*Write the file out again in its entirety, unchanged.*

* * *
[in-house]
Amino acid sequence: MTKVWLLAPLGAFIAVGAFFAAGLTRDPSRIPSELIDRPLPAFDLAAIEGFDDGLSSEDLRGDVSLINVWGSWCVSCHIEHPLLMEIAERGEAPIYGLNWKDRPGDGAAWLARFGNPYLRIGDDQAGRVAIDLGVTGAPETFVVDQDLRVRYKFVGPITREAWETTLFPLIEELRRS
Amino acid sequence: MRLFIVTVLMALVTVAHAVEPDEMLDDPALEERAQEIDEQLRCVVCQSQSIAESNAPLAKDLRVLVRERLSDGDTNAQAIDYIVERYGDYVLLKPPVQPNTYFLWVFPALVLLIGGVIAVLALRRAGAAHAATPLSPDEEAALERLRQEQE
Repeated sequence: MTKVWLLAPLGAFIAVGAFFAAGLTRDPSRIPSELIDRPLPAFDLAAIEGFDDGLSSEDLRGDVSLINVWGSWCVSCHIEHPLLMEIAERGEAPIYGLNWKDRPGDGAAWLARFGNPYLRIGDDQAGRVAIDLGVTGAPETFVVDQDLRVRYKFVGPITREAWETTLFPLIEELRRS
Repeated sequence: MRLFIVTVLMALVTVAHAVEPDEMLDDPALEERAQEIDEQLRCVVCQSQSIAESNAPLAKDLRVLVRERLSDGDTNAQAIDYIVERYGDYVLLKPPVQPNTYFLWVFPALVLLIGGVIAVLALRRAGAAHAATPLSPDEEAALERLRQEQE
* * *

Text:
[in-house]
Amino acid sequence: MTKVWLLAPLGAFIAVGAFFAAGLTRDPSRIPSELIDRPLPAFDLAAIEGFDDGLSSEDLRGDVSLINVWGSWCVSCHIEHPLLMEIAERGEAPIYGLNWKDRPGDGAAWLARFGNPYLRIGDDQAGRVAIDLGVTGAPETFVVDQDLRVRYKFVGPITREAWETTLFPLIEELRRS
Amino acid sequence: MRLFIVTVLMALVTVAHAVEPDEMLDDPALEERAQEIDEQLRCVVCQSQSIAESNAPLAKDLRVLVRERLSDGDTNAQAIDYIVERYGDYVLLKPPVQPNTYFLWVFPALVLLIGGVIAVLALRRAGAAHAATPLSPDEEAALERLRQEQE
Repeated sequence: MTKVWLLAPLGAFIAVGAFFAAGLTRDPSRIPSELIDRPLPAFDLAAIEGFDDGLSSEDLRGDVSLINVWGSWCVSCHIEHPLLMEIAERGEAPIYGLNWKDRPGDGAAWLARFGNPYLRIGDDQAGRVAIDLGVTGAPETFVVDQDLRVRYKFVGPITREAWETTLFPLIEELRRS
Repeated sequence: MRLFIVTVLMALVTVAHAVEPDEMLDDPALEERAQEIDEQLRCVVCQSQSIAESNAPLAKDLRVLVRERLSDGDTNAQAIDYIVERYGDYVLLKPPVQPNTYFLWVFPALVLLIGGVIAVLALRRAGAAHAATPLSPDEEAALERLRQEQE